"We fell very good where we are in terms of our underwriting and, I must say, in our investment positions even though we are not (currently) making money for our shareholders," chairman and CEO Prem Watsa told a conference call Friday.
"Our company is poised to reap the benefits of being conservative so we like where we are."
Watsa was replying to concerns raised by analysts and investors that the company's fully hedged and heavy cash position were hurting the bottom line.
In results issued Thursday, the Toronto-based insurance and investment giant said net earnings fell to $34.6 million, or 90 cents per share, versus $973.9 million, or $46.73 per share, in the comparable year-earlier period — a more than 96 per cent drop.
The decline was mostly from a lack of net investment gains from hedging, as well as lower interest and dividend income.
Companies buy hedges — contracts that protect the future value of investments and other assets — during volatile stock markets. However, unexpected share price swings can lead to paper losses on the balance sheet, which must be accounted for.
This year the TSX has moved higher, which led to a net loss on investments of $23.6 million in the quarter.
However, the underwriting business at the casualty and property insurer was profitable this quarter, delivering $73.7 million in gains compared to a loss of $105.3 million in the comparable period.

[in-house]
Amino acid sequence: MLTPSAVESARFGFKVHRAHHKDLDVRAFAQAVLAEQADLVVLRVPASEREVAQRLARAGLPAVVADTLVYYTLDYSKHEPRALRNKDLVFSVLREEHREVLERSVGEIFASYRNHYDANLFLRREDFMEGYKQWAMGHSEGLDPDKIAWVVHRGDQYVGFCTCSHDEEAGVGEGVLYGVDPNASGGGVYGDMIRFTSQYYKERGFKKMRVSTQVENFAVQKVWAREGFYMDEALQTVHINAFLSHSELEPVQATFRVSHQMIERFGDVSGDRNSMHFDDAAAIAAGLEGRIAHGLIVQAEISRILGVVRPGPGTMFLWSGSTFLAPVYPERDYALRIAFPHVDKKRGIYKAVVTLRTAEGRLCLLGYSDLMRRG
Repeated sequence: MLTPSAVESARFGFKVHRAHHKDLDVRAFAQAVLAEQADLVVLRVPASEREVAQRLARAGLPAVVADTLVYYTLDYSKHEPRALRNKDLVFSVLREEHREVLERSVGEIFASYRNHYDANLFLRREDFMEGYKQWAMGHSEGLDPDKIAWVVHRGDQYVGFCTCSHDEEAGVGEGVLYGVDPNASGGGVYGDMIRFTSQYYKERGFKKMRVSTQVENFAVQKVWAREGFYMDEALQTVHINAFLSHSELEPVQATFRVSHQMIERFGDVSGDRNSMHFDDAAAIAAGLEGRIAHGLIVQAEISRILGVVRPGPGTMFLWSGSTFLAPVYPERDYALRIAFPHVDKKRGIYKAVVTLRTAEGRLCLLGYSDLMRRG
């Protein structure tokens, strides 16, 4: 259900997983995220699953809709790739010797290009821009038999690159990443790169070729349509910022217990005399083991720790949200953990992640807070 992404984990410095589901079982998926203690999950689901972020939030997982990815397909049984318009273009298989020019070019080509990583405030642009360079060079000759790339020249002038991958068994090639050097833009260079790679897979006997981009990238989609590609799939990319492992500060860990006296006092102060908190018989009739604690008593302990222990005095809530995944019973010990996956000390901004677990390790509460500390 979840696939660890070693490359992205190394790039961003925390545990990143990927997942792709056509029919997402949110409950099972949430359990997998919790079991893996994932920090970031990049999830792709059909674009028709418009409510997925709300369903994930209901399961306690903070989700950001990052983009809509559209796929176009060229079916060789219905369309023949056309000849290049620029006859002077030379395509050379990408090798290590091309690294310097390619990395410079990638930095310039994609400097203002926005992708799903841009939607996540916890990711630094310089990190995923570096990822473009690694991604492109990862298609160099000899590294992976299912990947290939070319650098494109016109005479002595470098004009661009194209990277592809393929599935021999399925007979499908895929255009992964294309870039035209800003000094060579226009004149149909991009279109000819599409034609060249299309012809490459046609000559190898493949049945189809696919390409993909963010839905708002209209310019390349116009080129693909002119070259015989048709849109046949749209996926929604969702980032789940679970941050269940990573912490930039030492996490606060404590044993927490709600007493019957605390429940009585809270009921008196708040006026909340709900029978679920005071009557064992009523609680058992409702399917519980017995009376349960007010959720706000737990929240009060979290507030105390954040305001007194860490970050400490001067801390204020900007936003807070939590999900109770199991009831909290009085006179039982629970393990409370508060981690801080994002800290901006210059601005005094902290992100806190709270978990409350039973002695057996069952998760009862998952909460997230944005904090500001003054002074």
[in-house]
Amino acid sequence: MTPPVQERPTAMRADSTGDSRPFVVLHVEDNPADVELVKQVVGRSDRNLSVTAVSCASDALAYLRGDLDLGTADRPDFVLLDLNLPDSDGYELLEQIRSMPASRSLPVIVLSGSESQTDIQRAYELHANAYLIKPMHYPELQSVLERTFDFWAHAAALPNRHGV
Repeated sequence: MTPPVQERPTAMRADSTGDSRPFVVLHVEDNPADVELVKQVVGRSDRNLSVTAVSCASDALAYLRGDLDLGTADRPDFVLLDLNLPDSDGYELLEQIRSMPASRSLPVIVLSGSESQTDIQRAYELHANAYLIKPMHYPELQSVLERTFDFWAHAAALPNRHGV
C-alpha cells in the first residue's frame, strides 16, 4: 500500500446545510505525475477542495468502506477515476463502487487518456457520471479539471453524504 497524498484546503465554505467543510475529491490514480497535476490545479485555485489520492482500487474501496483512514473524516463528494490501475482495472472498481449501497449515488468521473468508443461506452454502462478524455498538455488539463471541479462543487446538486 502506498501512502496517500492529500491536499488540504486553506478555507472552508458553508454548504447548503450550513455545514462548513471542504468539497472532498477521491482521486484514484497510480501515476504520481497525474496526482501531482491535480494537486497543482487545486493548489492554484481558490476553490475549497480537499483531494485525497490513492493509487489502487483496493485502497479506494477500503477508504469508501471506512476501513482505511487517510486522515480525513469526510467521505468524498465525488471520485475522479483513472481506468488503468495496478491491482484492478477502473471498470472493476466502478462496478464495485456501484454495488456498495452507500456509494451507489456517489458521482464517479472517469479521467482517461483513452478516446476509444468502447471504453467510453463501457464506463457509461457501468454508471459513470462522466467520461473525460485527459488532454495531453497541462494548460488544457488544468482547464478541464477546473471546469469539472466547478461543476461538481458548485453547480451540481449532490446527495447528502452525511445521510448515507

Watsa pointed out Friday that the investment reversal largely represented a paper loss.
"More than two thirds of our investment is now in an unrealized loss position," he said.
"It's just mark to market and that's what the accounting is these days. So it flows through our statements as losses but we haven't sold anything yet."
Meanwhile, Watsa said he sees no reason to change the company's focus on the long term, including on the investment front where he continues to see a "disconnect" between economic fundamentals and markets.
"Stock and bond markets are high. The fundamentals we think are quite different, meaning on the low side, so you'll either have the fundamentals go up over time to catch up with stock prices, catch up with very low spreads, or you'll have the markets come down."
Watsa called the current climate a "one-in-50, one-in-100-year event" that means "we just think you have to be very, very careful."
"The fact that we've got cash in our portfolios... is a big advantage," he said. "When opportunities come... the only people who can take advantage of it are the people who have cash."
Fairfax, through its subsidiaries, is involved in property and casualty insurance and reinsurance and investment management.
On the Toronto Stock Exchange, Fairfax shares were down $4.27, or 1.15 per cent at $365.50 in midmorning trading Friday.